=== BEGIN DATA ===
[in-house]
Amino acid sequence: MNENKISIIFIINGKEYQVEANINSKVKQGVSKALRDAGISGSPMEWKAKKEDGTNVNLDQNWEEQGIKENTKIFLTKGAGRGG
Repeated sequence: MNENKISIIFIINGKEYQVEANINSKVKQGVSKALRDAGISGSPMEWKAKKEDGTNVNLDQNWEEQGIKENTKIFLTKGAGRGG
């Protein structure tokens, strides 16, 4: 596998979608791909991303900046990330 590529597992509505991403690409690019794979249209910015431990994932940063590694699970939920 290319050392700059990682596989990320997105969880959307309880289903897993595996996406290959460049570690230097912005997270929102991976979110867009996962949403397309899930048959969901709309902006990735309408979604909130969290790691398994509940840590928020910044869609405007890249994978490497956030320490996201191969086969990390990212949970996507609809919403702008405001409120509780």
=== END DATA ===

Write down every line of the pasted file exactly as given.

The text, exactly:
[in-house]
Amino acid sequence: MNENKISIIFIINGKEYQVEANINSKVKQGVSKALRDAGISGSPMEWKAKKEDGTNVNLDQNWEEQGIKENTKIFLTKGAGRGG
Repeated sequence: MNENKISIIFIINGKEYQVEANINSKVKQGVSKALRDAGISGSPMEWKAKKEDGTNVNLDQNWEEQGIKENTKIFLTKGAGRGG
């Protein structure tokens, strides 16, 4: 596998979608791909991303900046990330 590529597992509505991403690409690019794979249209910015431990994932940063590694699970939920 290319050392700059990682596989990320997105969880959307309880289903897993595996996406290959460049570690230097912005997270929102991976979110867009996962949403397309899930048959969901709309902006990735309408979604909130969290790691398994509940840590928020910044869609405007890249994978490497956030320490996201191969086969990390990212949970996507609809919403702008405001409120509780």